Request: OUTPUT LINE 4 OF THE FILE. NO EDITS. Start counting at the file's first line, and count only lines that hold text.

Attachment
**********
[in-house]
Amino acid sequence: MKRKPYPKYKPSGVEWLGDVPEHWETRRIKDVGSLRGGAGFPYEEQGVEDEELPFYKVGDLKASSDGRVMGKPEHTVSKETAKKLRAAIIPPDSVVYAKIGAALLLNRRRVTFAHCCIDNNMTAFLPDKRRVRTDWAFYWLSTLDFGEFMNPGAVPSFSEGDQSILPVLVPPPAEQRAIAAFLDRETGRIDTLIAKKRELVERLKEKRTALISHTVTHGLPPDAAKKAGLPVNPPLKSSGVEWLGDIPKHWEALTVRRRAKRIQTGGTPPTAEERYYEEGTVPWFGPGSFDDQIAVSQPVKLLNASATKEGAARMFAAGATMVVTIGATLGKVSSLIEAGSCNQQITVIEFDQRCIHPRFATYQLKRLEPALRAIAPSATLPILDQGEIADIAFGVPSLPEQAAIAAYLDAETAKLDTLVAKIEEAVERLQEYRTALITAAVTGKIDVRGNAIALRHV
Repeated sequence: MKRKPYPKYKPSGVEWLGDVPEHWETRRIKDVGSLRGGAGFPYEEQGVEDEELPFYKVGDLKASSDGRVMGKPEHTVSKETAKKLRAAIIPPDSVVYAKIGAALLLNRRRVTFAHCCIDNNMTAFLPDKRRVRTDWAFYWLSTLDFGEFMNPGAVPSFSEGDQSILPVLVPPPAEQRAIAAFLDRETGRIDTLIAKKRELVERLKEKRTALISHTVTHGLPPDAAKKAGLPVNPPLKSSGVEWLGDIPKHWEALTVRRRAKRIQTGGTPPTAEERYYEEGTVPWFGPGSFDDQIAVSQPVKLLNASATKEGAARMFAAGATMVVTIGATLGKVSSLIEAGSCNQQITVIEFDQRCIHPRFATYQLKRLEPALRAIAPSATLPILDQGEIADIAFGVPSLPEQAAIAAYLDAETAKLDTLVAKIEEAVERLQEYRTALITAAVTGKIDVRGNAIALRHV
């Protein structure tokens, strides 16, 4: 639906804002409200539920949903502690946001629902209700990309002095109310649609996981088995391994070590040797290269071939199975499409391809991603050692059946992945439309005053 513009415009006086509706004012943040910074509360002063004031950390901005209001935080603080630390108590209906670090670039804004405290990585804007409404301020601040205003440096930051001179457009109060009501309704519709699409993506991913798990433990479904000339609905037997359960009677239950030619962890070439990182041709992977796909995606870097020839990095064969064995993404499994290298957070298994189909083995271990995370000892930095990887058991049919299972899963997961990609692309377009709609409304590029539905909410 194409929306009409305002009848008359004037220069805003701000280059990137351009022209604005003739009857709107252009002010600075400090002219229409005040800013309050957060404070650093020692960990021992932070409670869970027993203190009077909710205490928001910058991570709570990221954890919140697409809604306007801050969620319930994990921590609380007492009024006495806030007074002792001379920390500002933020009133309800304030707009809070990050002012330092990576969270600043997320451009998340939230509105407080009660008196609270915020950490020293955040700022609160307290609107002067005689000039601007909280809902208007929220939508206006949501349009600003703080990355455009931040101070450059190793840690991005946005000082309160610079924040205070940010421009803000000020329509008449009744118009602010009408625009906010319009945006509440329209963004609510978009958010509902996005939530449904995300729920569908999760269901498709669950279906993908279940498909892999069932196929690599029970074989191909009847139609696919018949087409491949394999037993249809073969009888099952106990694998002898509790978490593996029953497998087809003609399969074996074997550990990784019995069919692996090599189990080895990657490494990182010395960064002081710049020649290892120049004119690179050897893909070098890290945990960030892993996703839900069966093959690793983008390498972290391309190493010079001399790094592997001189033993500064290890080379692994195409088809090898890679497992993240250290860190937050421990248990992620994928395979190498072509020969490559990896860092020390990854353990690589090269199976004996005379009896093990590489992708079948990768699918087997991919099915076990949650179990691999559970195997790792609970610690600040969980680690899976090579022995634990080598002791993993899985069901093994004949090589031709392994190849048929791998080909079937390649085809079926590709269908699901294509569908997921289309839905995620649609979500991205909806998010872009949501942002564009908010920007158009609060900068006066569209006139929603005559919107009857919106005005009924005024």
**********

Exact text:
């Protein structure tokens, strides 16, 4: 639906804002409200539920949903502690946001629902209700990309002095109310649609996981088995391994070590040797290269071939199975499409391809991603050692059946992945439309005053 513009415009006086509706004012943040910074509360002063004031950390901005209001935080603080630390108590209906670090670039804004405290990585804007409404301020601040205003440096930051001179457009109060009501309704519709699409993506991913798990433990479904000339609905037997359960009677239950030619962890070439990182041709992977796909995606870097020839990095064969064995993404499994290298957070298994189909083995271990995370000892930095990887058991049919299972899963997961990609692309377009709609409304590029539905909410 194409929306009409305002009848008359004037220069805003701000280059990137351009022209604005003739009857709107252009002010600075400090002219229409005040800013309050957060404070650093020692960990021992932070409670869970027993203190009077909710205490928001910058991570709570990221954890919140697409809604306007801050969620319930994990921590609380007492009024006495806030007074002792001379920390500002933020009133309800304030707009809070990050002012330092990576969270600043997320451009998340939230509105407080009660008196609270915020950490020293955040700022609160307290609107002067005689000039601007909280809902208007929220939508206006949501349009600003703080990355455009931040101070450059190793840690991005946005000082309160610079924040205070940010421009803000000020329509008449009744118009602010009408625009906010319009945006509440329209963004609510978009958010509902996005939530449904995300729920569908999760269901498709669950279906993908279940498909892999069932196929690599029970074989191909009847139609696919018949087409491949394999037993249809073969009888099952106990694998002898509790978490593996029953497998087809003609399969074996074997550990990784019995069919692996090599189990080895990657490494990182010395960064002081710049020649290892120049004119690179050897893909070098890290945990960030892993996703839900069966093959690793983008390498972290391309190493010079001399790094592997001189033993500064290890080379692994195409088809090898890679497992993240250290860190937050421990248990992620994928395979190498072509020969490559990896860092020390990854353990690589090269199976004996005379009896093990590489992708079948990768699918087997991919099915076990949650179990691999559970195997790792609970610690600040969980680690899976090579022995634990080598002791993993899985069901093994004949090589031709392994190849048929791998080909079937390649085809079926590709269908699901294509569908997921289309839905995620649609979500991205909806998010872009949501942002564009908010920007158009609060900068006066569209006139929603005559919107009857919106005005009924005024």